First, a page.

Naprapathic manual therapy and other factors of importance for the prognosis of neck and back ain

Detta är en avhandling från Stockholm : Karolinska Institutet, Institute of Environmental Medicine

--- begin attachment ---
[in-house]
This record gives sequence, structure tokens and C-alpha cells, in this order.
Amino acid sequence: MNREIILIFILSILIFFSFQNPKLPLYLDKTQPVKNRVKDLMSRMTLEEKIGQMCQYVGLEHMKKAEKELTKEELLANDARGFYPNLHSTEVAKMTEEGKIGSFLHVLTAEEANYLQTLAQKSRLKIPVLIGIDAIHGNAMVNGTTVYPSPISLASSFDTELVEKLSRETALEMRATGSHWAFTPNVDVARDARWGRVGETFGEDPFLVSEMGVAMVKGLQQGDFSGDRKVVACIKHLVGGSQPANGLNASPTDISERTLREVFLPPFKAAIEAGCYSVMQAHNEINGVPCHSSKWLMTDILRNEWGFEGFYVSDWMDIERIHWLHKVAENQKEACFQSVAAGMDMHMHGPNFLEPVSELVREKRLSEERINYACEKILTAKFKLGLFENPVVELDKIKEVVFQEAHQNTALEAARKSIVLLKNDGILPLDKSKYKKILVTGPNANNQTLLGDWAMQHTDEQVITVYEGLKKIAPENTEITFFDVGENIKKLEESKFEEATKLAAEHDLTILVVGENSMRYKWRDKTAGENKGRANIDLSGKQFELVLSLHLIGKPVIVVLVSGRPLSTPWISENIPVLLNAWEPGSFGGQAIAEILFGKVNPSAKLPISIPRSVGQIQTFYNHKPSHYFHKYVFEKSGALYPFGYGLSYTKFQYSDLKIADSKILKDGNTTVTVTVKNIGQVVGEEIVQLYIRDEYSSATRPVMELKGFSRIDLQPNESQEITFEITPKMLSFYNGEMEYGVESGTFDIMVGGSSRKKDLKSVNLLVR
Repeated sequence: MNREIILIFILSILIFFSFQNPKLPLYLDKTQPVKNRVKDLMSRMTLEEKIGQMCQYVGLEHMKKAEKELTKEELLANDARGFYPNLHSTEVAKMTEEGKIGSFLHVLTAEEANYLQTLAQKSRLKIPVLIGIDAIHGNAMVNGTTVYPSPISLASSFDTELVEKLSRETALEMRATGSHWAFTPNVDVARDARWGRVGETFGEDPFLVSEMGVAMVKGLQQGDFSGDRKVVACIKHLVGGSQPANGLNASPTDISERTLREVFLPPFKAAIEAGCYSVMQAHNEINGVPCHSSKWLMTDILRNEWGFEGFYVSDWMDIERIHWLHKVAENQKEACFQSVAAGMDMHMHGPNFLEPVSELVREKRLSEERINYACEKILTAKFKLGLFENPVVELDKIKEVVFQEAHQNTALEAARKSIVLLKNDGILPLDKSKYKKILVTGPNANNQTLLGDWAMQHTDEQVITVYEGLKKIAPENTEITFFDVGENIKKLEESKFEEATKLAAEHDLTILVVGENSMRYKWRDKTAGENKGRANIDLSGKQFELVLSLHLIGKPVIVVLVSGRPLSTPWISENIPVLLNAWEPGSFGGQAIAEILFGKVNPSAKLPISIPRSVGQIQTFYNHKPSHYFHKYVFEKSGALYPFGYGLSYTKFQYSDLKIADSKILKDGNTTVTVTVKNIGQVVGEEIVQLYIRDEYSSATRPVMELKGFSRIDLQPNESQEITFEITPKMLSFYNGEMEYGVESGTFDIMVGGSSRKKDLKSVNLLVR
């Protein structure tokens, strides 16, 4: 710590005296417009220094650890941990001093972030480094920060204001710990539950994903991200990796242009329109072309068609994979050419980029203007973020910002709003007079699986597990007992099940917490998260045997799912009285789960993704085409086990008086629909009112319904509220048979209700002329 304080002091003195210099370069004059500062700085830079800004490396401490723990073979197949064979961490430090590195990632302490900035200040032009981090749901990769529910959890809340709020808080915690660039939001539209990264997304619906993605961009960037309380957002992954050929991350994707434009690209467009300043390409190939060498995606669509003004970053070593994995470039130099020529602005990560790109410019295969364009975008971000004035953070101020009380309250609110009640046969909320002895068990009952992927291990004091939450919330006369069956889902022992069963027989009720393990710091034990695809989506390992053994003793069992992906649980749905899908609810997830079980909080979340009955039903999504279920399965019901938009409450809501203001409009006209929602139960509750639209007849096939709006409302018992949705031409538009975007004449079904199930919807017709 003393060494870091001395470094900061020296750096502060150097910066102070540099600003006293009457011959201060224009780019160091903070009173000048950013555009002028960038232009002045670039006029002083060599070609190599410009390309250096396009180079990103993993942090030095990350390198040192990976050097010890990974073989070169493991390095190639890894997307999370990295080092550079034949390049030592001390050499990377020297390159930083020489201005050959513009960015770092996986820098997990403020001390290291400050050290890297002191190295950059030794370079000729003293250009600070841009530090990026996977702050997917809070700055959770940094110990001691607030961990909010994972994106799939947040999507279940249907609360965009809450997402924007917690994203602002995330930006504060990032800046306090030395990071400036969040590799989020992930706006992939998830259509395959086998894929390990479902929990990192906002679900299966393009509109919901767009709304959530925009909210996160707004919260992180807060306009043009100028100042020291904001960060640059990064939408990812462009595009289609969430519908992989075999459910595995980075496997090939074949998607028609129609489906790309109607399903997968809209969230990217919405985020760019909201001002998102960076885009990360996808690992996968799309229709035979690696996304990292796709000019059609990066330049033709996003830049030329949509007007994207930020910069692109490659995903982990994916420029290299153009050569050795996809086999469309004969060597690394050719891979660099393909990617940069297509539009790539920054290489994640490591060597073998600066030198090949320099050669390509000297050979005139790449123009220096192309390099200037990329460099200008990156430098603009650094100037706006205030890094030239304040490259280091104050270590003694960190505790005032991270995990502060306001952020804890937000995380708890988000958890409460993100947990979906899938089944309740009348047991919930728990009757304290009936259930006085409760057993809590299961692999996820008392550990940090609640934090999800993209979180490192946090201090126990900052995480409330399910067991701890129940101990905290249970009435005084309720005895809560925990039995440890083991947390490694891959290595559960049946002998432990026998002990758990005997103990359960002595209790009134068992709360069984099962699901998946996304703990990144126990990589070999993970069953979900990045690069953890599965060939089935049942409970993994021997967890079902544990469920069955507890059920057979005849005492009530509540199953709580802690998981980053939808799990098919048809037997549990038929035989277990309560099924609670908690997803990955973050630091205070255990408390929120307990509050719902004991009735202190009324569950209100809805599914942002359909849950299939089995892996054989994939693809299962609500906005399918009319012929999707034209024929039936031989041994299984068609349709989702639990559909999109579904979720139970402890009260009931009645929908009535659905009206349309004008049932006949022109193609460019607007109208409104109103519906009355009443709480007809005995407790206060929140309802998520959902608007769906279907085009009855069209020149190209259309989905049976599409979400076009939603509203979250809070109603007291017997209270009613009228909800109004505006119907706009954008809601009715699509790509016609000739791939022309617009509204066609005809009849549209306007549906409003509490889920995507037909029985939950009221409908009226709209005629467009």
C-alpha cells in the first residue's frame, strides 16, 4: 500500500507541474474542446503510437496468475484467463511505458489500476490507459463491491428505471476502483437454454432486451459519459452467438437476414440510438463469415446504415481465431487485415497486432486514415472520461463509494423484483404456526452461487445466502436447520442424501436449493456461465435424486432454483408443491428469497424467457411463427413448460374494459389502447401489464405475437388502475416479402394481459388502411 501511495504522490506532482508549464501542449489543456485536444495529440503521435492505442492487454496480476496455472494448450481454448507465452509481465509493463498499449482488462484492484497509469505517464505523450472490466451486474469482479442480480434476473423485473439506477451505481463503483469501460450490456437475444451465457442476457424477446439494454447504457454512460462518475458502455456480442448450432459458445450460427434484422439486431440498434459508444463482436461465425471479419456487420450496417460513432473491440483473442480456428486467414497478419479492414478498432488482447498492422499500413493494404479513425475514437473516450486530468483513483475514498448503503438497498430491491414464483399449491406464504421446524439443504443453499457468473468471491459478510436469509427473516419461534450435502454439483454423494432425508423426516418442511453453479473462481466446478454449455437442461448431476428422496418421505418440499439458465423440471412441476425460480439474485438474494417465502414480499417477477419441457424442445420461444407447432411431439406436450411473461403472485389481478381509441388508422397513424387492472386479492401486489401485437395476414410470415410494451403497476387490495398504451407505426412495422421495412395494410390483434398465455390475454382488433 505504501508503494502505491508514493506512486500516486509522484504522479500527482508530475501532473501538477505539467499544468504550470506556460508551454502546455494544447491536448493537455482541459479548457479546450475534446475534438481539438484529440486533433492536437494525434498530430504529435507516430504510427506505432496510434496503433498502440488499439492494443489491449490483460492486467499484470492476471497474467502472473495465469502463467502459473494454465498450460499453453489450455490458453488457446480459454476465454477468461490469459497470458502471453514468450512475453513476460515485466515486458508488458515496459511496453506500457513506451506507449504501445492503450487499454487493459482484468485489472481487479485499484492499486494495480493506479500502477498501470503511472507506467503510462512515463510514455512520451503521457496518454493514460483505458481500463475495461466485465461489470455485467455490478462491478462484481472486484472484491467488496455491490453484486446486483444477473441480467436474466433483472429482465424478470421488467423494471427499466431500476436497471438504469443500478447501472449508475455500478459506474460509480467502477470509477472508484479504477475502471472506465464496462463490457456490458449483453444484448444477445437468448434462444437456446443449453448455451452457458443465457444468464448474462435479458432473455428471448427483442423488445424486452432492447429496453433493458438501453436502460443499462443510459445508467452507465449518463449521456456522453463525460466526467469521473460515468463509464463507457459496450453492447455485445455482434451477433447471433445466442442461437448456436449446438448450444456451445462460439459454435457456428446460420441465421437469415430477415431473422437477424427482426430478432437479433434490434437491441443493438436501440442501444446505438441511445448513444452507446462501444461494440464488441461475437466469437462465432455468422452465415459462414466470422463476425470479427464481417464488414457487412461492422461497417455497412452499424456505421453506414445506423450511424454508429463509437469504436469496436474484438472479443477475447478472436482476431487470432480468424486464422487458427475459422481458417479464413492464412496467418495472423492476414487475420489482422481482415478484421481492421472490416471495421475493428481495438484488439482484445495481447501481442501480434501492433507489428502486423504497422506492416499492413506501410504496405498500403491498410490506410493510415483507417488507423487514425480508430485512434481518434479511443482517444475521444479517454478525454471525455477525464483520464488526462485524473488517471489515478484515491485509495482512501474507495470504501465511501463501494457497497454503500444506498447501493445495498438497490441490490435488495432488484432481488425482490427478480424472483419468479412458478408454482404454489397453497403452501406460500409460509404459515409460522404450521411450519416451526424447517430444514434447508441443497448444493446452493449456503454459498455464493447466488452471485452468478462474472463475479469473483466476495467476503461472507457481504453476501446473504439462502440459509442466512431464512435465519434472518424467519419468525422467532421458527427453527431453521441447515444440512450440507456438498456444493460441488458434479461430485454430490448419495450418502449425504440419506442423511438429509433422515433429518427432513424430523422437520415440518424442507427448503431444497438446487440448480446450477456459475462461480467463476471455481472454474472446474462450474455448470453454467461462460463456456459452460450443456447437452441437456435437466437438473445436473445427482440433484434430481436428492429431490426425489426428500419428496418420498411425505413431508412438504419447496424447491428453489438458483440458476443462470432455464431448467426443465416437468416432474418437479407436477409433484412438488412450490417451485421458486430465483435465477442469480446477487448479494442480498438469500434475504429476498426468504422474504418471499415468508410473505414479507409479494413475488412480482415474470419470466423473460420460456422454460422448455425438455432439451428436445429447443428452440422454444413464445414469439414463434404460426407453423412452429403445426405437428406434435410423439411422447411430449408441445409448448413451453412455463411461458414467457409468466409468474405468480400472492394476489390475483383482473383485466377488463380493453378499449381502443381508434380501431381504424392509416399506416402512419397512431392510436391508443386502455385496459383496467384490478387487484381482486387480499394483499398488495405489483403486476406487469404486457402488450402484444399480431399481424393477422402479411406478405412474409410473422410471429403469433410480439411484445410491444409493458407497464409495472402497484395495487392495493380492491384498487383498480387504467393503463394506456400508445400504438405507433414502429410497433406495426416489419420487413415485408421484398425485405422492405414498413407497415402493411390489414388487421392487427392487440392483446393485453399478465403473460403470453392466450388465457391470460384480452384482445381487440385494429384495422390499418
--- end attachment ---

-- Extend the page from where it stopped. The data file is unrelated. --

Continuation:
Sammanfattning: Introduction: Neck and back pain common health problems causing economic burden and individual suffering worldwide. Aim: The overall aim of this thesis was to increase understanding of naprapathic manual therapy and other factors of potential importance for the prognosis of back and neck pain. Specific aims: Study I: 1) to assess and compare the sex-specific recovery from spinal pain and psychological distress as single and comorbid conditions, 2) to describe the interrelationships between these conditions at baseline and at follow-up and 3) to explore whether spinal pain is a risk factor for onset of psychological distress and vice versa. Study II: to explore the role of the role of good sleep on the prognosis of non-specific neck and/or low back pain. Studies III and IV: to compare the occurrence and severity of adverse events (study III) and the treatment effect (study IV) of naprapathic manual therapy between different treatment technique combinations as part of naprapathic manual therapy. Methods: Study I: a cohort study based on The Stockholm Public Health Cohort including 23,794 participants. A random sample of the population in Stockholm was approached with postal questionnaires at baseline and at follow-up five years later. Study II: a cohort study that was a secondary analysis of data from a randomized controlled trial. Information was used from baseline and follow-up questionnaires at 12 and 52 weeks. Studies III and IV: a randomized controlled trial. Participants were recruited among patients, ages 18–65 years, seeking care for neck and/or back pain. Participants were randomly assigned to one of three treatment arms: 1) naprapathic manual therapy (i.e. spinal manipulation, spinal mobilization, stretching and massage), 2) naprapathic manual therapy excluding spinal manipulation or 3) naprapathic manual therapy excluding stretching. Treatments were provided by students in the seventh semester of a total of eight. Results: Study I: comorbidity of spinal pain and psychological distress was twice as common among women as among men. Recovery was less likely with comorbidity than with single conditions of spinal pain or psychological distress. Overall, 24% of women and 17% of men with spinal pain without psychological distress at baseline had psychological distress at follow-up. The corresponding figures for spinal pain among participants with psychological distress without spinal pain at baseline were 24% and 20%. Spinal pain was a determinant of psychological distress and vice versa. Study II: patients with good sleep at baseline were more likely to experience a clinically important improvement in pain and pain-related disability compared to patients with impaired sleep at the 1-year follow-up. Study III: adverse events after combined manual therapy were common and mostly mild and transient. The most common adverse events were muscle soreness, increased pain and stiffness. No differences were found between the treatment arms. Women more often had short and long moderate adverse events compared to men. Study IV: There were no disparities between the treatment arms in clinically important improvement in pain or pain-related disability after 1 year of follow-up, in men or in women. Conclusion: Spinal pain with psychological distress is common, especially among women. Comorbidity of neck and/or back pain and psychological distress had a negative effect on the prognosis of these conditions. Good sleep had a positive effect on the prognosis of non-specific neck and/or back pain. Adverse events after manual therapy were common and transient. There were no differences in the occurrence of adverse events or in treatment effects when either spinal manipulation or stretching was excluded from the treatment arsenal of combined manual therapy for non-specific neck and/or back pain.

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